Finding Your Career’s Footing As An Art School Graduate

For some college students, an educational major is more of a choice stemming from one’s personal passion and interest rather than what might be most practical for a traditional post-education career. This can certainly be said for the bold, brave, and visionary individuals who go into art education to expand their knowledge. Related: 6 Ways Recent Graduates Can Stand Out As Professionals And there certainly are career opportunities for those skilled in providing new perspectives. Those with creative vision can make extraordinary artists, authors, and inventors—but when that vision is applied recklessly or without focus, graduates can be burned by hiring managers like a fledgling Icarus flying too close to the sun. Art majors may not have as surefire of an employment rate as other fields. In fact, photographic art, fine arts, and graphic design all appear in Forbes’ “The 10 Worst College Majors” list due to higher unemployment levels than more traditional business-oriented degrees. However, bearing in mind the following food for thought can help you reach your professional aspirations. While statistics can be grim, the fact is that individuals with passion and an original vision are always in high demand in today’s workforce. So, before taking the college plunge, how do you find your footing in a real world career with an art degree in hand?

Identify What Makes An Employable Artist

Unemployment in the arts is not a reflection of poor artistic skills. Rather, it can indicate a wide range of problems, most of which can be corrected with patience and persistence. Take freelance opportunities whenever you’re able. Whether a Fortune 500 company is looking for a new visionary for their ad campaign or a local band is soliciting posters on Craigslist, keep in mind that no job is too small when it comes to expanding your portfolio, experiences, and network. Just make sure you’re compensated fairly for your hard work and make sure your clients value your time as much as you do. This will keep your rent paid, expand your body of work, and help avoid those dreaded unemployment gaps while you’re looking for a steady job. Make the effort to network with your peers and with any clients with whom you’ve worked or freelanced for in the past. In an industry where anyone with access to a computer can slap together a logo on free image editing software and call it a day, you need a network of believers who can vouch in your work and rely on you when something professional needs to be created.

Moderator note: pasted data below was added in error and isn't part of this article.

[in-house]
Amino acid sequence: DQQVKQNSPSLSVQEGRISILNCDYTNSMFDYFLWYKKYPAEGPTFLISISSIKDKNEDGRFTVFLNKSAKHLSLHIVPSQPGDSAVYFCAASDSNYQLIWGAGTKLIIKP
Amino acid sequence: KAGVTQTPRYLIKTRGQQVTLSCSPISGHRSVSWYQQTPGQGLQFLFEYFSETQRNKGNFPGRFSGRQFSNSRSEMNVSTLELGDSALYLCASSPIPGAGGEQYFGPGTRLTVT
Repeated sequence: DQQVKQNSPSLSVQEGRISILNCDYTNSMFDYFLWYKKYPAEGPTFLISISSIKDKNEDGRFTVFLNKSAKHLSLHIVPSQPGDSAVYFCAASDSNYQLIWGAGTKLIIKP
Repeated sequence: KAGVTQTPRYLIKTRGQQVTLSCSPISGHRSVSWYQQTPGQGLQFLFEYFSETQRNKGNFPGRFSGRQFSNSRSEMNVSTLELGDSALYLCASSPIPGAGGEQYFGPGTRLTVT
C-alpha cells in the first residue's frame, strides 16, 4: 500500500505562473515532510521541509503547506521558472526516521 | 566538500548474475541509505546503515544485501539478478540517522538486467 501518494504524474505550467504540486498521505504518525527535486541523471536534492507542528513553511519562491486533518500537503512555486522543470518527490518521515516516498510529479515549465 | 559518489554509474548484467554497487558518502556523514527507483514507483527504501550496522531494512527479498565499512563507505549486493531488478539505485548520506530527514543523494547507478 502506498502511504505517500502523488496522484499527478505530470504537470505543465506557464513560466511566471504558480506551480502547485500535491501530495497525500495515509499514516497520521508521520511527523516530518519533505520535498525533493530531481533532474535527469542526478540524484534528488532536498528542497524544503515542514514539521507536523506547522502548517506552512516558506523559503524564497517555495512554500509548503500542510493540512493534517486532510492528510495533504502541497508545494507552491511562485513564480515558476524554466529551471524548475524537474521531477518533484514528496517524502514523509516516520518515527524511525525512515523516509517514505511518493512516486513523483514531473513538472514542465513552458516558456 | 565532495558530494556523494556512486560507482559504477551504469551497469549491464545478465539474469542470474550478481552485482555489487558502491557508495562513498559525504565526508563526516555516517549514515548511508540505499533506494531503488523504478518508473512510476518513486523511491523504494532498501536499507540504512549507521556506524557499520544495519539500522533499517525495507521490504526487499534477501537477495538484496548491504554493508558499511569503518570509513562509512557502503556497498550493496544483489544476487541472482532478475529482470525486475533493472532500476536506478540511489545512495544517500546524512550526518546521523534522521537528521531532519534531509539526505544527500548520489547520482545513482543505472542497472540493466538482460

Reassess Your Need For Professional Qualifications

It’s worth considering that such a nontraditional career choice might not necessitate a traditional 4-year Bachelor’s degree. At a fraction of the cost and time, earning a lower credential at an accredited online university or trade school may be all that you need to develop your portfolio and gain the experience necessary to catch the eye of potential employers. For many art-related careers, personal skill amounts to far more than alengthy formal education. A vocational certificate in fine arts or digital arts can provide the base skills necessary to create a portfolio in a sliver of the time it takes to acquire a full degree, and are more often than not applicable towards a full degree’s credits depending on where you transfer.

Ask Yourself: Is A Career For You?

For those reading this far, the question can feel redundant. Do you produce work that you feel requires a nine-to-five? Can you sustain yourself as a freelance artist, or do you need to zero in on a career for financial stability? While the starving artist persona may be romantic for some, it’s not a lifestyle that every artist is cut out for. For those who feel iffy about their prospects, expanding your education by acquiring a certificate or Associate’s degree in a related artistic field can help expand your opportunities if you lack the experience or skill set to produce marketable or business-oriented work. Even taking one course to refresh your skills in modern editing software or applications can be a tremendous boon to your abilities. Nobody wants to consider themselves a sell-out, but at the end of the day, steady employment depends on your ability to create relevant, impactful art that businesses can use, people can connect with, or that users find desirable. Staying hip to current design trends while being a proactive networker are your greatest assets in keeping your career on the up-and-up. As long as you’re able to meet those needs, you just might be surprised with your opportunities as a visionary. This is a guest post.

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